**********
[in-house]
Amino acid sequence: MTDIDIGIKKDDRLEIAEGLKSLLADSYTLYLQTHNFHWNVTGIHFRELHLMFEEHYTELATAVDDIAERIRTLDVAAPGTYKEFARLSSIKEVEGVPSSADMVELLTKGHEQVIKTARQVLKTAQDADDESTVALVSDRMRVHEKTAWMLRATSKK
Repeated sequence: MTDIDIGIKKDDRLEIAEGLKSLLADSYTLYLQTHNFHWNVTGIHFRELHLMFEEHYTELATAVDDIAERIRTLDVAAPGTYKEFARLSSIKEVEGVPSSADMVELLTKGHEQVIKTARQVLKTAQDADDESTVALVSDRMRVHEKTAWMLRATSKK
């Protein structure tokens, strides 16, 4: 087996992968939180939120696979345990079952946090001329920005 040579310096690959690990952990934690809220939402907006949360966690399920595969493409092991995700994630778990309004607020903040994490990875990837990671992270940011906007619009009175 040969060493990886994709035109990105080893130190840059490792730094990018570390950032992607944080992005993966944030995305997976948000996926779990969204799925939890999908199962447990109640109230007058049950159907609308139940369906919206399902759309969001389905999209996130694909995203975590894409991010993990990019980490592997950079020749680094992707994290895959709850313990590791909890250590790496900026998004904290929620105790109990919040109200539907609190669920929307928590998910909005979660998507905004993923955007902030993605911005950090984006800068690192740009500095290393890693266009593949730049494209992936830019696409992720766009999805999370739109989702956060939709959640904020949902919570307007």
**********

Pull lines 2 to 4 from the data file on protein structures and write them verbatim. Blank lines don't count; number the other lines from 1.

Amino acid sequence: MTDIDIGIKKDDRLEIAEGLKSLLADSYTLYLQTHNFHWNVTGIHFRELHLMFEEHYTELATAVDDIAERIRTLDVAAPGTYKEFARLSSIKEVEGVPSSADMVELLTKGHEQVIKTARQVLKTAQDADDESTVALVSDRMRVHEKTAWMLRATSKK
Repeated sequence: MTDIDIGIKKDDRLEIAEGLKSLLADSYTLYLQTHNFHWNVTGIHFRELHLMFEEHYTELATAVDDIAERIRTLDVAAPGTYKEFARLSSIKEVEGVPSSADMVELLTKGHEQVIKTARQVLKTAQDADDESTVALVSDRMRVHEKTAWMLRATSKK
């Protein structure tokens, strides 16, 4: 087996992968939180939120696979345990079952946090001329920005 040579310096690959690990952990934690809220939402907006949360966690399920595969493409092991995700994630778990309004607020903040994490990875990837990671992270940011906007619009009175 040969060493990886994709035109990105080893130190840059490792730094990018570390950032992607944080992005993966944030995305997976948000996926779990969204799925939890999908199962447990109640109230007058049950159907609308139940369906919206399902759309969001389905999209996130694909995203975590894409991010993990990019980490592997950079020749680094992707994290895959709850313990590791909890250590790496900026998004904290929620105790109990919040109200539907609190669920929307928590998910909005979660998507905004993923955007902030993605911005950090984006800068690192740009500095290393890693266009593949730049494209992936830019696409992720766009999805999370739109989702956060939709959640904020949902919570307007």